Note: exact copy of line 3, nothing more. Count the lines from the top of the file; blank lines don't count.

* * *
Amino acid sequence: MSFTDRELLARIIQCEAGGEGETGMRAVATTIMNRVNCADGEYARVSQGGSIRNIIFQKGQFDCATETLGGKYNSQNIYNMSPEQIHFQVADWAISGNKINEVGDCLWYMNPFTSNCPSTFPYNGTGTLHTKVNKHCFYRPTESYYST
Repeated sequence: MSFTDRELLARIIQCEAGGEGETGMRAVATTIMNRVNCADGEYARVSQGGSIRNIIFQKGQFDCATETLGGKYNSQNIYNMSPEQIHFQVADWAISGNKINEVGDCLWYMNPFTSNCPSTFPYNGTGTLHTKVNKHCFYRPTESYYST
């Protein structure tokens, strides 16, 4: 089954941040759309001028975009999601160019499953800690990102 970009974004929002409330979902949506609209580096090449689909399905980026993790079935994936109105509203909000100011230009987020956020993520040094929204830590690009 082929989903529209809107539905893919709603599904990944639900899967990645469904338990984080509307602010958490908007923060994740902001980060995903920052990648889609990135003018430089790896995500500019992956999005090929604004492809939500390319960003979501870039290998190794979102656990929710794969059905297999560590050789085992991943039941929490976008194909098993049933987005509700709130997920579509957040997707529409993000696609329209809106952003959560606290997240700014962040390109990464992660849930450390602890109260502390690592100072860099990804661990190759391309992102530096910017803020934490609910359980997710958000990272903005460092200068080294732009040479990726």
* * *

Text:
């Protein structure tokens, strides 16, 4: 089954941040759309001028975009999601160019499953800690990102 970009974004929002409330979902949506609209580096090449689909399905980026993790079935994936109105509203909000100011230009987020956020993520040094929204830590690009 082929989903529209809107539905893919709603599904990944639900899967990645469904338990984080509307602010958490908007923060994740902001980060995903920052990648889609990135003018430089790896995500500019992956999005090929604004492809939500390319960003979501870039290998190794979102656990929710794969059905297999560590050789085992991943039941929490976008194909098993049933987005509700709130997920579509957040997707529409993000696609329209809106952003959560606290997240700014962040390109990464992660849930450390602890109260502390690592100072860099990804661990190759391309992102530096910017803020934490609910359980997710958000990272903005460092200068080294732009040479990726």